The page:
Elsa Constantine, MD
Elsa Constantine, MD
Pediatric Emergency Medicine · Providence, RI

POCUS in Trauma in Rural Nepal

May 3rd
Achham, Nepal

Project Description

Particularly in low-resource settings, point-of-care ultrasound (POCUS) has demonstrated great utility in identifying life-threatening injuries, managing pain through ultrasound-guided nerve blocks and identifying orthopedic injuries when plain film imaging is not available.
Our project aims to train a group of local health care providers in the use of POCUS in trauma, with an end goal of establishing local ultrasound experts that can then train health care workers in their community on the use of this rapidly developing technology. Since POCUS is becoming increasingly portable, it can also be used by community health workers as a diagnostic tool when travel to a local hospital is not possible.
Our project will start with self-guided pre-learning on various trauma-related POCUS topics, followed by a two-day in person workshop covering trauma-related POCUS modalities. We also aim to establish a system of ongoing mentorship for our trainees so that we may provide virtual image review and quality assessments of images obtained after the project is completed locally.

Population Served

Our workshop will take place at Bayalpata hospital, a recently built facility dedicated to providing free, high-quality health care for its patients. Located in Achham, one of the poorest and most remote mountainous regions of Western Nepal, Bayalpata hospital serves over 100,000 patients per year and has a catchment area of about 1,000,000 people. Owing to its mountainous location, trauma from falls is a significant health concern for this population. Access to health care is difficult in this area since it serves such a wide catchment area and the roads serving the community are few and far between. Many patients walk 8-10 hours for access to care at Bayalpata hospital. The hospital also oversees a network of approximately 50 community health workers that deliver direct care to the communities. It is our hope that training a group of health care workers that serve these remote communities will increase their diagnostic capabilities when access to other methods of imaging, such as plain x-ray or computed tomography scans, is limited or impossible.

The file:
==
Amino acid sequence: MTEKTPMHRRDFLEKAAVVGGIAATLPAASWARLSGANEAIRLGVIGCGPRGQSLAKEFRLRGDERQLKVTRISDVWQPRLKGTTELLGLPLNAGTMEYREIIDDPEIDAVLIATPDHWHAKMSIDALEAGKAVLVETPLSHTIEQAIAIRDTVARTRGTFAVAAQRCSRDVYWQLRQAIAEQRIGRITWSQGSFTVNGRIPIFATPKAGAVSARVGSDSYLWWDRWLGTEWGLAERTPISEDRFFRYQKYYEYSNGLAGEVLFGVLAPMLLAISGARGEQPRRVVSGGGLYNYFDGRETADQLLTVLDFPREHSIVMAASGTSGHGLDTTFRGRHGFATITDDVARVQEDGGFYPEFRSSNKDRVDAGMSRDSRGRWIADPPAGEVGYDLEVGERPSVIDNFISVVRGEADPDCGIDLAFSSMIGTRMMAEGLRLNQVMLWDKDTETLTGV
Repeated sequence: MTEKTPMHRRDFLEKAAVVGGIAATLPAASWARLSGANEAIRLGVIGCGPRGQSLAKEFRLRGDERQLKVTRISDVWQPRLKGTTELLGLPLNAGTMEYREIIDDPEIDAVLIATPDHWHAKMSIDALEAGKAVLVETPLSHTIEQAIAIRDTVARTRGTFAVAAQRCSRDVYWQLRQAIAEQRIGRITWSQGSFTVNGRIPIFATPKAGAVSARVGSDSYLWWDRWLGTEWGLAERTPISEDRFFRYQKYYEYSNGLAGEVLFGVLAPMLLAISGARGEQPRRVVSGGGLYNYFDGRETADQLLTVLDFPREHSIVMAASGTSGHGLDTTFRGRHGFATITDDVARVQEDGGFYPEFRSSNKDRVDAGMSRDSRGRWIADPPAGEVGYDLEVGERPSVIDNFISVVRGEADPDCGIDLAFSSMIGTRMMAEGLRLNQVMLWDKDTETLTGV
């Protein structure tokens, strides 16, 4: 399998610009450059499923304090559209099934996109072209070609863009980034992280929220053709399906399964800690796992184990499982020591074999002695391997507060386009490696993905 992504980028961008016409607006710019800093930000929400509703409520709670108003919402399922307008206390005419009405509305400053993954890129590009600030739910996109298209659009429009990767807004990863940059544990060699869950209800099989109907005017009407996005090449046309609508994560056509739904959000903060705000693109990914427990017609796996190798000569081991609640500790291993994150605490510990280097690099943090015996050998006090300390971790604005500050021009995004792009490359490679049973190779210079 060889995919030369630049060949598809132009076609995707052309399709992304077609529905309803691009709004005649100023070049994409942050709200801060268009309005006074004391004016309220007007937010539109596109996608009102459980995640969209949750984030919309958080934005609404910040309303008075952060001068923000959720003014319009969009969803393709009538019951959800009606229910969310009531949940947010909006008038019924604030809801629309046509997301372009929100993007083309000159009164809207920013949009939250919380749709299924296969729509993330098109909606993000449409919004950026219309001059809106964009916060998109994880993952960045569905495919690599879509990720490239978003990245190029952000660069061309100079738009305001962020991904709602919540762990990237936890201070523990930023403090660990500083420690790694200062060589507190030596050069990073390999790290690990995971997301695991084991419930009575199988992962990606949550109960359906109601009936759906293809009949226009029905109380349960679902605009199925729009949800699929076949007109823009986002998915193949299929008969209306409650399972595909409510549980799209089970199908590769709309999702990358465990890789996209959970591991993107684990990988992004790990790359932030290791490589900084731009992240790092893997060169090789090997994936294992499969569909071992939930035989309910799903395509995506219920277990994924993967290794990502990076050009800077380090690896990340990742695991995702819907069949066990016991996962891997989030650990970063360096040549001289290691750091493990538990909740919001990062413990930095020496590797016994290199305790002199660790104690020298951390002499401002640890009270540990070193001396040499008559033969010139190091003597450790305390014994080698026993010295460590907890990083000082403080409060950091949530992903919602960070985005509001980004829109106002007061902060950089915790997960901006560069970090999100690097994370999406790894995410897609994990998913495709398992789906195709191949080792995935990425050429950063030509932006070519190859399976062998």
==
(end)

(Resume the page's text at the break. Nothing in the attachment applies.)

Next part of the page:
Expected Impact

Our goal is to improve the care of injured patients by decreasing diagnostic delays and treatment initiation through timely and appropriate use of POCUS. We intend to perform a study to demonstrate change in clinical behaviors of the providers and publish our experience so that other remote communities may benefit from our curriculum.
Establishing ongoing mentorship of our trainees is an important component to the success of this project: Learning POCUS takes both time and ongoing image review for quality assurance. We plan to engage the global expert POCUS community as needed to help with image review and mentorship needs.

Trip Photos & Recap

Bayalpata hospital is nestled in the mountainous Western region of Nepal. Getting there from Kathmandu needs a plane ride, followed by a 10 hour road trip through the mountains. The drive to the hospital is treacherous, especially during the rainy season - it serves as a reminder of why access to health care is difficult. Getting medical supplies and services to these remotest regions is difficult. The purpose of our mission at Bayalpata hospital was to teach the use of point-of-care ultrasound (POCUS) in the trauma setting. As there are no other forms of advanced imaging at this hospital, POCUS can be a tremendous tool in experienced hands.

We ran a two-day workshop for health care workers serving some of the remote communities in Nepal. Our goal was to provide hands on training covering the focused assessment with sonography in trauma (FAST), musculoskeletal and soft tissue ultrasound and nerve blocks.

It was a real pleasure to teach such an engaged group of health care workers, some of which traveled the same roads as we did to attend. The workshop was well received by attendees, many of whom who were able to demonstrate their skills at the end of the workshop.

Our next goal is to identify a small number of POCUS champions from within the community Bayalpata hospital serves, and provide them with advanced training, so that these champions can continue to train incoming health care workers in the ideal use of the POCUS for such a remote setting.